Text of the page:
By FROILAN GALLARDO,
MARAWI City—Crammed inside a 24-square meter house, 16 family members of Norhayne Dimapinggun have lived ever since their family compound was destroyed at the height of the Marawi siege two years ago.
Dimapinggun had to construct a small extension at the back of the house to accommodate other family members.
“We used to be a bigger family before the war gutted our compound. We are what is now left of our family,” she said.
Dimapinggun, a 32-year-old mother of four, said many of their family members are now scattered all over in nearby cities of Iligan and Cagayan de Oro, and as far away as Manila.
She said their family was forced to migrate to seek opportunities in those cities.
“Are we more liberated today than two years ago, I say no we are not,” Dimapinggun said.
“We missed the support we enjoyed when our family were together,” she said.
Two years ago, thousands of residents were forced to leave their homes after the military and Daesh-inspired militants fought a five-month bloody war.
The residents are living in temporary shelters outside Marawi after their houses were reduced to rubble.
Many have fled to other cities to start new lives.
Ellen Anisha Guro, head of Mindanao State University library, said one of the major casualties of the Marawi siege is their time-honored close family clans.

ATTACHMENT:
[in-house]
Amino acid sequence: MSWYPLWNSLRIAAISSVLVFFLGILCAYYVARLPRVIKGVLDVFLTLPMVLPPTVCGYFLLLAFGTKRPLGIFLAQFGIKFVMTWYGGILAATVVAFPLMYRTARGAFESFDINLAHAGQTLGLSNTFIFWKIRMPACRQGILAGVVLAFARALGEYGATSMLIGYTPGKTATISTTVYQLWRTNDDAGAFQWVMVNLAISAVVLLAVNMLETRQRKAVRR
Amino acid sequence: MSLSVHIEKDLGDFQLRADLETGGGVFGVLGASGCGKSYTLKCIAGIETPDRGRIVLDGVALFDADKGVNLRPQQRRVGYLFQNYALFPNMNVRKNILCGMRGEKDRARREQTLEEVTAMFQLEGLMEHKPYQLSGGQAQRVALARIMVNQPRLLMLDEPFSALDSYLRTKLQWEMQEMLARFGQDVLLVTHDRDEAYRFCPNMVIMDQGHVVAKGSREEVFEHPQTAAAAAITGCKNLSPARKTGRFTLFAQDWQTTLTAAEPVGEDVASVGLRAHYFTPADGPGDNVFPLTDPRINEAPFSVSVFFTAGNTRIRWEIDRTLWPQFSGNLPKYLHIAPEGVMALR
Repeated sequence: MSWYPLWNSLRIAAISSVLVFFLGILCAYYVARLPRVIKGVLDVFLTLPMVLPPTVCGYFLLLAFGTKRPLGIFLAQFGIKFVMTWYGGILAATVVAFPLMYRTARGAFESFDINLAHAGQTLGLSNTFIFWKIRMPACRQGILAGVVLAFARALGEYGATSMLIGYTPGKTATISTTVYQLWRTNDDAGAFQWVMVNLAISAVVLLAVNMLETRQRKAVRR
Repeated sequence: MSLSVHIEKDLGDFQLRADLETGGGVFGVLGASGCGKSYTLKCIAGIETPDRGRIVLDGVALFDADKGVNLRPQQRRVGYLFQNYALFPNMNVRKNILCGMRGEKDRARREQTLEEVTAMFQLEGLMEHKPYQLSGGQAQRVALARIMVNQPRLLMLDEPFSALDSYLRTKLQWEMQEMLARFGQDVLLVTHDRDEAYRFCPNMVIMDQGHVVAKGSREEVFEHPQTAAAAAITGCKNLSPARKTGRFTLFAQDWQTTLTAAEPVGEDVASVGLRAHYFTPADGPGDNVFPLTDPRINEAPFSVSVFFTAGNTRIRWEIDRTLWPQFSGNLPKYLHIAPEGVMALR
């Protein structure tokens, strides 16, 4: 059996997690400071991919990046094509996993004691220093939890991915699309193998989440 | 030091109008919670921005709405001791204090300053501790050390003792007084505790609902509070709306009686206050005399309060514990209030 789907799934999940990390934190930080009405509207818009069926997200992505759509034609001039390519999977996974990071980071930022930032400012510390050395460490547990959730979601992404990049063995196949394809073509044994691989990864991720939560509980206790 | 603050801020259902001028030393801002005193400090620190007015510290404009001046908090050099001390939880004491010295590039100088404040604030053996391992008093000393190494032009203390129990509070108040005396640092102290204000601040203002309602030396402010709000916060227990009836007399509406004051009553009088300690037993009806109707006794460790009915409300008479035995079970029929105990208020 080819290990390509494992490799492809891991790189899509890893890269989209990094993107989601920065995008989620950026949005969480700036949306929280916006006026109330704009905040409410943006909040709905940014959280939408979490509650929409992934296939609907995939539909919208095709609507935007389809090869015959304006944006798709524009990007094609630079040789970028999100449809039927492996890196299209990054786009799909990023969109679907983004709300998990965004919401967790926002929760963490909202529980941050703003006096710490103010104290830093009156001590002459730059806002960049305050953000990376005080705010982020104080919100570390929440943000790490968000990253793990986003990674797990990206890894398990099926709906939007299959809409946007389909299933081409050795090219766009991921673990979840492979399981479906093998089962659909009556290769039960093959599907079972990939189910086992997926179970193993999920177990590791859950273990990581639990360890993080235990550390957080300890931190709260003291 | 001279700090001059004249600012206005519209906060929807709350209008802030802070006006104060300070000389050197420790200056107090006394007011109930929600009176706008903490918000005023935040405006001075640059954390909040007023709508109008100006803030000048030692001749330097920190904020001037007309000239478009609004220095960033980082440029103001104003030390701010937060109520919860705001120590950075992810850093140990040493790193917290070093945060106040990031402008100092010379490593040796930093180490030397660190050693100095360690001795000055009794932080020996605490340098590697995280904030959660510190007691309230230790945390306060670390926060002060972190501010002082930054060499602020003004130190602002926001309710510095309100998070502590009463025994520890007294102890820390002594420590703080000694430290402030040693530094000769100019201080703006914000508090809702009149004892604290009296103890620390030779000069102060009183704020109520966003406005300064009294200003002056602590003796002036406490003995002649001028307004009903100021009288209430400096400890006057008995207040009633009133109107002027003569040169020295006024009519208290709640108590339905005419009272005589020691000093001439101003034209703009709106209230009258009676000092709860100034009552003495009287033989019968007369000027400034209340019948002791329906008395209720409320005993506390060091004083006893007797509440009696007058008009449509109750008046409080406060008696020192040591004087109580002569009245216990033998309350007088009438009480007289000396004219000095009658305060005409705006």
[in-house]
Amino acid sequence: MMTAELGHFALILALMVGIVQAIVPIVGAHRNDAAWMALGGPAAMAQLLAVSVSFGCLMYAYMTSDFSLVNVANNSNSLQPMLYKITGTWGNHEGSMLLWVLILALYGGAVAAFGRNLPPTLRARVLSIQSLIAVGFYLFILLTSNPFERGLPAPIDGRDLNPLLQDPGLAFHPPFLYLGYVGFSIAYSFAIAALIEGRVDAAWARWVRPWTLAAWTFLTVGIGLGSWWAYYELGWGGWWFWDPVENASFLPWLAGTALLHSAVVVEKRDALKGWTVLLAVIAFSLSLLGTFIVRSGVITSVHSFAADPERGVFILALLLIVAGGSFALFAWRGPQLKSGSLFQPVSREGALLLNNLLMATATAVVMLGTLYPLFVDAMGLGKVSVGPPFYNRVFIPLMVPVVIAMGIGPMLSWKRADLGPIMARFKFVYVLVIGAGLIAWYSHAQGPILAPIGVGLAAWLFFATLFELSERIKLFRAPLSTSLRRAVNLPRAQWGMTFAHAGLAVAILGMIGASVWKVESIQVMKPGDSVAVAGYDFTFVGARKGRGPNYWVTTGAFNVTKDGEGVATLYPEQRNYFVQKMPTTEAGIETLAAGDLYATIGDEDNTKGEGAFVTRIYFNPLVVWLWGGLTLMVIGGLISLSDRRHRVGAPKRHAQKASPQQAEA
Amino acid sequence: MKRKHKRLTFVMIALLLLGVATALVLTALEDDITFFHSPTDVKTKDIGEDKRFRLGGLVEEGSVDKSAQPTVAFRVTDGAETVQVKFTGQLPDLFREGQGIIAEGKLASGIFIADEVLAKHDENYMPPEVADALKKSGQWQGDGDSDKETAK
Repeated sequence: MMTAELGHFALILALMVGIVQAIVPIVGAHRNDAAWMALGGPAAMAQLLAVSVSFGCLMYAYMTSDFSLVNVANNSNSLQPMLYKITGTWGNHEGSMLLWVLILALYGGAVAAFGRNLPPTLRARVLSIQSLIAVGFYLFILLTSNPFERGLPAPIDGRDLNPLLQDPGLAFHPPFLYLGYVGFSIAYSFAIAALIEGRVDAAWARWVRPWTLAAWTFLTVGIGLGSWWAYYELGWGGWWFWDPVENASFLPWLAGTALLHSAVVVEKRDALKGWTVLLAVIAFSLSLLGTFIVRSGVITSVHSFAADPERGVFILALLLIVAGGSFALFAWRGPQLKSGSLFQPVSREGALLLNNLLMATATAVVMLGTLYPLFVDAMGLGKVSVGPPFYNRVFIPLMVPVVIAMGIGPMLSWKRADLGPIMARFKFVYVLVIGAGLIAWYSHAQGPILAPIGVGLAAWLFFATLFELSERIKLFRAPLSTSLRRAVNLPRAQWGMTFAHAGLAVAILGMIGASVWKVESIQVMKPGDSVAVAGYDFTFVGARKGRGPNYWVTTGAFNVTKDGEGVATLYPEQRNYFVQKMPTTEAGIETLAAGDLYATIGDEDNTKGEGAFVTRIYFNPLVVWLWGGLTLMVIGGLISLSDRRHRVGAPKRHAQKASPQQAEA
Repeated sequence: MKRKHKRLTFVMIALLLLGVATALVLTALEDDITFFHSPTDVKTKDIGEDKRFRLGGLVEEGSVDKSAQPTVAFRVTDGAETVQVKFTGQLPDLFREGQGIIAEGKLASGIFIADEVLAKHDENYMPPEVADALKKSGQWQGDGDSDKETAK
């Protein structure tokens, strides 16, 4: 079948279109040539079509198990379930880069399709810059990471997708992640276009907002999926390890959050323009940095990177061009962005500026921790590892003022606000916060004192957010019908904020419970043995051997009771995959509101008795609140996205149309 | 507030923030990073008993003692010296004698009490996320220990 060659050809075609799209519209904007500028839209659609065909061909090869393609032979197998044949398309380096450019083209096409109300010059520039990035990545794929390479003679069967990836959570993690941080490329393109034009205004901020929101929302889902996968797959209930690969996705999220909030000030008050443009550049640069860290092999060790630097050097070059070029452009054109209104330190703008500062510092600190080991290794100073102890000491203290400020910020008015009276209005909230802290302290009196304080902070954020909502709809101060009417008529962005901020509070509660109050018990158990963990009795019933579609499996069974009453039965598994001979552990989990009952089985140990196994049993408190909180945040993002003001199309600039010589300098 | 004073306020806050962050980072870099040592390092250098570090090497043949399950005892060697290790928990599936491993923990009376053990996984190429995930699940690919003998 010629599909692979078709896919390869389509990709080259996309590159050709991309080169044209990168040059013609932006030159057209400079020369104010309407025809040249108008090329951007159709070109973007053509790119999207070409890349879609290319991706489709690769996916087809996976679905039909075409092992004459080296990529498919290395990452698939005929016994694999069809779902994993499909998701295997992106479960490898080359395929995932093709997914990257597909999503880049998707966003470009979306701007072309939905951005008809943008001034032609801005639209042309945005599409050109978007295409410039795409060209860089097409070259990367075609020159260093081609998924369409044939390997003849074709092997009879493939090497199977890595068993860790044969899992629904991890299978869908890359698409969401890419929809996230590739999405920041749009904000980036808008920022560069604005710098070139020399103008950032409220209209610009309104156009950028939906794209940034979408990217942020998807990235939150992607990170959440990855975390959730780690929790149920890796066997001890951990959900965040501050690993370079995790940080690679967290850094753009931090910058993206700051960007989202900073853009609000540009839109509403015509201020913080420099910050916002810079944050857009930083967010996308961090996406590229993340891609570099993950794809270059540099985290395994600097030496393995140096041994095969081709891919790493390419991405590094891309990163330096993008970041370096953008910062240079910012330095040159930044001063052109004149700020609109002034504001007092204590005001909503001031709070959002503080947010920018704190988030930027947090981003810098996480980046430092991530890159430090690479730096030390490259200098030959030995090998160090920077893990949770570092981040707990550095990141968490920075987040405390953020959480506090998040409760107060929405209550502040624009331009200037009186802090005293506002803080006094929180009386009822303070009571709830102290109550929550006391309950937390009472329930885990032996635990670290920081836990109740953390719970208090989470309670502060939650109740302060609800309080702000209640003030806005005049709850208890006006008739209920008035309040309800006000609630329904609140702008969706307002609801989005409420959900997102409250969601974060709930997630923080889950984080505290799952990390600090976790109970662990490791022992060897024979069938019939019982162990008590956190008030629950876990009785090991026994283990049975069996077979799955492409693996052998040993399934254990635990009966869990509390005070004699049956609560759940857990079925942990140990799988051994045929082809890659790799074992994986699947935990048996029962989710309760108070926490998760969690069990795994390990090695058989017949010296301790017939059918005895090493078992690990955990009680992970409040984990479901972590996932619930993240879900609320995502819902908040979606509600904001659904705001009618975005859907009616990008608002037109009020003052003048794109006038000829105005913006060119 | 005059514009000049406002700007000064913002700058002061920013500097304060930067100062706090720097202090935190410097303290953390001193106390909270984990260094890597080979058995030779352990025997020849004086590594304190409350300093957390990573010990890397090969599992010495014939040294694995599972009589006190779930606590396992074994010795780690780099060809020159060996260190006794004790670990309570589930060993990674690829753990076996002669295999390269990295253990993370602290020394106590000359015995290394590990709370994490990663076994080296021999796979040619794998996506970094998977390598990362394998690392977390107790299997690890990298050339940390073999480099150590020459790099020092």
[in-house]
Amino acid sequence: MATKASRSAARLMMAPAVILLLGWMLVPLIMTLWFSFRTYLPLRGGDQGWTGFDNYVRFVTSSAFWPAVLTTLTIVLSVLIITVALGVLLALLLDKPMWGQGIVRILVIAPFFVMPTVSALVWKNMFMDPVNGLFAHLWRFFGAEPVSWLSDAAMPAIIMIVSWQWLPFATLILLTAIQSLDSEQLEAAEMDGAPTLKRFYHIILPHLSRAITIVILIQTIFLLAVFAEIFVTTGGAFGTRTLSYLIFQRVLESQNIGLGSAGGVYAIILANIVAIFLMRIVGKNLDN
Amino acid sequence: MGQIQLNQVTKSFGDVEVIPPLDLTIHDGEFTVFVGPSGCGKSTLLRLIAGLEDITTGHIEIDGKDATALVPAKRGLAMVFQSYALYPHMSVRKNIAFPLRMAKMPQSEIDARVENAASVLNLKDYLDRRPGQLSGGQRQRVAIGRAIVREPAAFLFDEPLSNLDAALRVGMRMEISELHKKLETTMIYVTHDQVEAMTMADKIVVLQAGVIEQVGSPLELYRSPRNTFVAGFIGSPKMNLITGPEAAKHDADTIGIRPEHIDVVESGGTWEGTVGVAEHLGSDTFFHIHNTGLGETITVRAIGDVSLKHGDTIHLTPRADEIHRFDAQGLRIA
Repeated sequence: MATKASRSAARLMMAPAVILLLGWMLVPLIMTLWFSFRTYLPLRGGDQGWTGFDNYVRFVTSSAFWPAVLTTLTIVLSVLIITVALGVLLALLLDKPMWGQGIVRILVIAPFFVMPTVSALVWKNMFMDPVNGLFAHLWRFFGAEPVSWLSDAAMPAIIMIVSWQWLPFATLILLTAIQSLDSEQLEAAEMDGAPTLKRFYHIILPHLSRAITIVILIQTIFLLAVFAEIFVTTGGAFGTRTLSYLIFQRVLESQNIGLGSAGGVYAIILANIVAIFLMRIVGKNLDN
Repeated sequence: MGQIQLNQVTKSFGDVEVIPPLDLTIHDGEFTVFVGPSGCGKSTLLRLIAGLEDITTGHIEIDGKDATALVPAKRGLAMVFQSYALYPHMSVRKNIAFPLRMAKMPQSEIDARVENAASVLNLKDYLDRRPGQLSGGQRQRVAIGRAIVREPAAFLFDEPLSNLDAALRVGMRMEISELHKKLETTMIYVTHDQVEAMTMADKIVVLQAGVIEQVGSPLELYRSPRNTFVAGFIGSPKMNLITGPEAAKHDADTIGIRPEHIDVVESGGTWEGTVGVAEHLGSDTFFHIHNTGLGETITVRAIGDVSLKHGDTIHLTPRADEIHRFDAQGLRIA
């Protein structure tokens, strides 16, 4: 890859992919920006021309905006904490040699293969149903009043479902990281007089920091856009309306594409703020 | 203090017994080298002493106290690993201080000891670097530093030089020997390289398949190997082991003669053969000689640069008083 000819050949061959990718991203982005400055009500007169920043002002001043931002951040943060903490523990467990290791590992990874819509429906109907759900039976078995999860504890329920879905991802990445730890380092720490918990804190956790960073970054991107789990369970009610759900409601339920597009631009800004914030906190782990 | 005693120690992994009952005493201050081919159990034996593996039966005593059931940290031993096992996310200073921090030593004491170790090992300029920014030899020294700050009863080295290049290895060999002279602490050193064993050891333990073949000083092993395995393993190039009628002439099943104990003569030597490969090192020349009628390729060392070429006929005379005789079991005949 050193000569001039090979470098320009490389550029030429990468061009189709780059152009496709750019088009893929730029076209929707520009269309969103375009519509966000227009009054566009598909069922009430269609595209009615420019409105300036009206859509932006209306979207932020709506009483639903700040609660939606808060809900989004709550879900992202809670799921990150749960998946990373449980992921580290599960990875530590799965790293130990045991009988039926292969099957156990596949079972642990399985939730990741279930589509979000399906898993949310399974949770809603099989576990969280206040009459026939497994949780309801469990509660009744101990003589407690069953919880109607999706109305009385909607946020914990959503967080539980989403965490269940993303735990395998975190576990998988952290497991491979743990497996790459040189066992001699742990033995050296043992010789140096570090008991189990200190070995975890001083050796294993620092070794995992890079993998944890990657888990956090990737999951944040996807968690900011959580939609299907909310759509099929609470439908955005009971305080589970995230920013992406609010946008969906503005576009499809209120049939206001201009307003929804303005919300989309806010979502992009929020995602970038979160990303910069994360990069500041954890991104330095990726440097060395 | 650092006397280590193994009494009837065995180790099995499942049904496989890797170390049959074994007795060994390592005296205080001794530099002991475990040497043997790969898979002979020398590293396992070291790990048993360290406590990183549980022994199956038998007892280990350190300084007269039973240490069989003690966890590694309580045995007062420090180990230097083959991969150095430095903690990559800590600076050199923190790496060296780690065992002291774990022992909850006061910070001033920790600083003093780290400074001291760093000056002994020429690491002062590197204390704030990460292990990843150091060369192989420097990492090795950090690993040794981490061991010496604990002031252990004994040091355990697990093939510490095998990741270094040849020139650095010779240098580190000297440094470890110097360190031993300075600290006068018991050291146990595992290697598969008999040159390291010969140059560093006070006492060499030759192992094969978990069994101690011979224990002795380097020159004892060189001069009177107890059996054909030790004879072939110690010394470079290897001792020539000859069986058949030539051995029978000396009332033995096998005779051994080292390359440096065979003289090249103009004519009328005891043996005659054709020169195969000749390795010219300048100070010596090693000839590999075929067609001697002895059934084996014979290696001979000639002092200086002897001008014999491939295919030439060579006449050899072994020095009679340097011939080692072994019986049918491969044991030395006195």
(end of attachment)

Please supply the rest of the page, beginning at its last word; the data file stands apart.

Guro said compounds or big houses of families were among the houses destroyed by the fighting.
She said compounds and big houses were designed to accommodate a big family.
“Sometimes a big house have big rooms that is divided into smaller rooms where the family members also stay,” Guro said.
Norhaisah Radja-alam, 36, who sells sari-sari to feed her seven children, said she missed talking to her relatives in the family compound.
Radji-Alam said she also depends on her family relatives to watch her children every time she goes out to buy goods for her store.
“I now feel the hardship taking care of my children alone without the help of my relatives,” she said.
Fr. Teresito Suganob, who spent five months as a hostage of the Isis gunmen who took over Marawi, said family clans are all-too important in a Maranao life.
Suganob, who spent 23 years as a priest of the Prelature of St. Mary in Marawi City, said Maranaos involved their relatives in every aspect of their celebration.
“They have big pots where everyone help in cooking. The family clan is in their culture,” Suganob said.
Suganob said the war destroyed that all-too-important aspect of Maranao life.